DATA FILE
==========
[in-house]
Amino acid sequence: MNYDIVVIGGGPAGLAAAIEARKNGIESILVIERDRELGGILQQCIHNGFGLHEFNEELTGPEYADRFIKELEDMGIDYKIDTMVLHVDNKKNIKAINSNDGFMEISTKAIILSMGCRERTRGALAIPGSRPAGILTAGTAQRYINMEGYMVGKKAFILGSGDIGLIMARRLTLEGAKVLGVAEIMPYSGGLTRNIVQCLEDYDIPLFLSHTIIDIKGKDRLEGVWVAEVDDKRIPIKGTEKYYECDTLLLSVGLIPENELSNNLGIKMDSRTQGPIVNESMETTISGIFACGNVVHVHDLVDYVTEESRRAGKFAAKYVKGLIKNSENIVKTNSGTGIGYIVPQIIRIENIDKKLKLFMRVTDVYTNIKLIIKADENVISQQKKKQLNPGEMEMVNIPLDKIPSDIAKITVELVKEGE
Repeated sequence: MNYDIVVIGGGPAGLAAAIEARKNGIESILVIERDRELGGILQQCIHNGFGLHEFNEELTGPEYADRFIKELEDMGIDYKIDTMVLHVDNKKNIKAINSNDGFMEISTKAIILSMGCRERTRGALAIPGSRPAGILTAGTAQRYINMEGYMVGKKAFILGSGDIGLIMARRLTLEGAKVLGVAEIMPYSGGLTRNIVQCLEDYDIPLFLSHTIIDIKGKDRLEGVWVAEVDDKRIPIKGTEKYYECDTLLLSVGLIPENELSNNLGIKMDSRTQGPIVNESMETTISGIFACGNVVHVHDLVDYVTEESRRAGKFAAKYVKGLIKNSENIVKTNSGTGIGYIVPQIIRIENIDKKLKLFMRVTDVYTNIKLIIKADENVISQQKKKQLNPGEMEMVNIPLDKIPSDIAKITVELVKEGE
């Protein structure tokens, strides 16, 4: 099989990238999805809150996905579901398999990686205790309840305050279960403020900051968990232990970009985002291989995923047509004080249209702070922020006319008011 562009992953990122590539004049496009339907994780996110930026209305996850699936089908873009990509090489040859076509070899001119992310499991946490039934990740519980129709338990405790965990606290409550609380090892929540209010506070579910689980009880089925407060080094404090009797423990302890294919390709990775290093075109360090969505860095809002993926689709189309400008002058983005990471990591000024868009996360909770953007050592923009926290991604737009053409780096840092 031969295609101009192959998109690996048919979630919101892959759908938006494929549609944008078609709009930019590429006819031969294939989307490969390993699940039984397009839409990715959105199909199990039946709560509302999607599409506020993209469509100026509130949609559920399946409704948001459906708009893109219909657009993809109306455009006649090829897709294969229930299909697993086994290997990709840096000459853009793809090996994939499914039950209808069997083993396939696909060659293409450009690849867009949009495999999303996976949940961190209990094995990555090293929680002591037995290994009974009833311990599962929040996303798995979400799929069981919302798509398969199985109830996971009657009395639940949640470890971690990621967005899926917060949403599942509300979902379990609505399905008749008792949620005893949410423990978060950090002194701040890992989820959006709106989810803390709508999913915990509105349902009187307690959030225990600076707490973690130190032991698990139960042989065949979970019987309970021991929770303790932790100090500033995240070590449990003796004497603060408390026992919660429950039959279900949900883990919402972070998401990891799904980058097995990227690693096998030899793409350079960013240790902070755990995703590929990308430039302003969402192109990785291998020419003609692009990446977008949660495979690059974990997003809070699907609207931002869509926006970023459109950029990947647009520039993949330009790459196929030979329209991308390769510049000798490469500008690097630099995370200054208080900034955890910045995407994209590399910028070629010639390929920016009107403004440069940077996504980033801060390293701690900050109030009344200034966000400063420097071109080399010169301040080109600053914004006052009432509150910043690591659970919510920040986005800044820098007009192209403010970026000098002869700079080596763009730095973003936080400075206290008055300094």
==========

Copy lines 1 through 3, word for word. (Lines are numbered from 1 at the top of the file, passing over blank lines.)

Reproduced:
[in-house]
Amino acid sequence: MNYDIVVIGGGPAGLAAAIEARKNGIESILVIERDRELGGILQQCIHNGFGLHEFNEELTGPEYADRFIKELEDMGIDYKIDTMVLHVDNKKNIKAINSNDGFMEISTKAIILSMGCRERTRGALAIPGSRPAGILTAGTAQRYINMEGYMVGKKAFILGSGDIGLIMARRLTLEGAKVLGVAEIMPYSGGLTRNIVQCLEDYDIPLFLSHTIIDIKGKDRLEGVWVAEVDDKRIPIKGTEKYYECDTLLLSVGLIPENELSNNLGIKMDSRTQGPIVNESMETTISGIFACGNVVHVHDLVDYVTEESRRAGKFAAKYVKGLIKNSENIVKTNSGTGIGYIVPQIIRIENIDKKLKLFMRVTDVYTNIKLIIKADENVISQQKKKQLNPGEMEMVNIPLDKIPSDIAKITVELVKEGE
Repeated sequence: MNYDIVVIGGGPAGLAAAIEARKNGIESILVIERDRELGGILQQCIHNGFGLHEFNEELTGPEYADRFIKELEDMGIDYKIDTMVLHVDNKKNIKAINSNDGFMEISTKAIILSMGCRERTRGALAIPGSRPAGILTAGTAQRYINMEGYMVGKKAFILGSGDIGLIMARRLTLEGAKVLGVAEIMPYSGGLTRNIVQCLEDYDIPLFLSHTIIDIKGKDRLEGVWVAEVDDKRIPIKGTEKYYECDTLLLSVGLIPENELSNNLGIKMDSRTQGPIVNESMETTISGIFACGNVVHVHDLVDYVTEESRRAGKFAAKYVKGLIKNSENIVKTNSGTGIGYIVPQIIRIENIDKKLKLFMRVTDVYTNIKLIIKADENVISQQKKKQLNPGEMEMVNIPLDKIPSDIAKITVELVKEGE